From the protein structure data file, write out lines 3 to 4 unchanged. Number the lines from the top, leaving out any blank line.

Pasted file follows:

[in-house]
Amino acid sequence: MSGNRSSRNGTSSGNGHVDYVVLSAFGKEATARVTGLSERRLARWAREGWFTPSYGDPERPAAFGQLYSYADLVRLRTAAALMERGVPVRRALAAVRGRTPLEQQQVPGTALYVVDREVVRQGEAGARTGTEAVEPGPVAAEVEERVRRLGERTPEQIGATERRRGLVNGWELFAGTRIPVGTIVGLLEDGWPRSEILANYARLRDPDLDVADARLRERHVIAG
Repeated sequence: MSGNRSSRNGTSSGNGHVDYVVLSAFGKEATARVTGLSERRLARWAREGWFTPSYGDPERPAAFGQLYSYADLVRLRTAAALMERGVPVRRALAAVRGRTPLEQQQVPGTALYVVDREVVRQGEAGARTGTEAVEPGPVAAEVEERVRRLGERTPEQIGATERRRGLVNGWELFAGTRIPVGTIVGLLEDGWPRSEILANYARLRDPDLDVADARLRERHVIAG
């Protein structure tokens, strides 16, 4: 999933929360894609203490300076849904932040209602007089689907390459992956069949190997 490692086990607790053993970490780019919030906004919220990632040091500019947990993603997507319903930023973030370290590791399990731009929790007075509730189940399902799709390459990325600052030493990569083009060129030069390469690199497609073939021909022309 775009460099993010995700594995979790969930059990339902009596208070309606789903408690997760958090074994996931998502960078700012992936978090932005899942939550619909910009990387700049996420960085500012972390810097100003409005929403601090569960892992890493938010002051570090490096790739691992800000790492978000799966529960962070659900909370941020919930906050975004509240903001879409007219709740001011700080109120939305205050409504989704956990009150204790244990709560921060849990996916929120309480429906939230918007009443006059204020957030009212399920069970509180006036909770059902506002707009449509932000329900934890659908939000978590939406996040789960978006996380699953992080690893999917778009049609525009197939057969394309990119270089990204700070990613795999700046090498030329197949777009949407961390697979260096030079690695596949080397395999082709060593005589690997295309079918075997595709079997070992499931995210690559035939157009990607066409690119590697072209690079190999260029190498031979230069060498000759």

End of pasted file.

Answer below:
Repeated sequence: MSGNRSSRNGTSSGNGHVDYVVLSAFGKEATARVTGLSERRLARWAREGWFTPSYGDPERPAAFGQLYSYADLVRLRTAAALMERGVPVRRALAAVRGRTPLEQQQVPGTALYVVDREVVRQGEAGARTGTEAVEPGPVAAEVEERVRRLGERTPEQIGATERRRGLVNGWELFAGTRIPVGTIVGLLEDGWPRSEILANYARLRDPDLDVADARLRERHVIAG
């Protein structure tokens, strides 16, 4: 999933929360894609203490300076849904932040209602007089689907390459992956069949190997 490692086990607790053993970490780019919030906004919220990632040091500019947990993603997507319903930023973030370290590791399990731009929790007075509730189940399902799709390459990325600052030493990569083009060129030069390469690199497609073939021909022309 775009460099993010995700594995979790969930059990339902009596208070309606789903408690997760958090074994996931998502960078700012992936978090932005899942939550619909910009990387700049996420960085500012972390810097100003409005929403601090569960892992890493938010002051570090490096790739691992800000790492978000799966529960962070659900909370941020919930906050975004509240903001879409007219709740001011700080109120939305205050409504989704956990009150204790244990709560921060849990996916929120309480429906939230918007009443006059204020957030009212399920069970509180006036909770059902506002707009449509932000329900934890659908939000978590939406996040789960978006996380699953992080690893999917778009049609525009197939057969394309990119270089990204700070990613795999700046090498030329197949777009949407961390697979260096030079690695596949080397395999082709060593005589690997295309079918075997595709079997070992499931995210690559035939157009990607066409690119590697072209690079190999260029190498031979230069060498000759």